It probably has something to do with the sizzle of the fat dripping on to the coals, mixed with the smell of a sweet-spicy marinade caramelising from the heat and the jovial atmosphere braais always conjure. It’s a common occurrence across all cultures; rather obviously for the Afrikaans culture (“ons gaan nou braai”), but can be seen and smelt in townships and informal settlements on days of celebration in the far reaches of our country.

We often visit a community called Bulembu in the Swaziland mountains about two kilometres beyond the Barberton border.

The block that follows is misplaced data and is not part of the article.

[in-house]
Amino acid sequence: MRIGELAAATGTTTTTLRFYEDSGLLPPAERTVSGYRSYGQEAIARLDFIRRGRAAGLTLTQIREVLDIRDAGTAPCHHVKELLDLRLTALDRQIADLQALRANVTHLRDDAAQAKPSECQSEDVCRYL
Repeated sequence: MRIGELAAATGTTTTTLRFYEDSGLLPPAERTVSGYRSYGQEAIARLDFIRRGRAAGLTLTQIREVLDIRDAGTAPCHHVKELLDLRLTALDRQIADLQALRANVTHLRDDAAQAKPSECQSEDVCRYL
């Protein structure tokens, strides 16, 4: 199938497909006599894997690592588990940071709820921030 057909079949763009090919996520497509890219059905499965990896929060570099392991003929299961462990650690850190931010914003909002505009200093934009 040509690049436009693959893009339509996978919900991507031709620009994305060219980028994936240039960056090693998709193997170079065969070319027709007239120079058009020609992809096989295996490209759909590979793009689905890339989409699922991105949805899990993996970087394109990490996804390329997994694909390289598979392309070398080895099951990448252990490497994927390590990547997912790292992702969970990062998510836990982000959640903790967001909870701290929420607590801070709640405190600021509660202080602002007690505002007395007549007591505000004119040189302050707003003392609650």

We stay with local families and enjoy quiet times around the fire, foraging for wild spinach and leaves; having avocados picked from the high reaches of trees by small little bodies and bathing by candlelight out of a bucket.

It is always a humbling and soul-

satisfying experience. On one occasion when we visited the small village, the pastor hosting us invited us into his house and proudly exclaimed we were going to burn a snake.

He went on to tell us he had found the snake and killed it, wanting to burn it as a “sign”.

We were slightly disturbed and rather petrified by the thought of snakes crawling around in the area, but obliged and went outside where he was building a massive fire in a halved drum. He loudly yelled out to his oldest son, only 12 years old: “Go and fetch the snake!” — who swiftly returned with a plastic bag.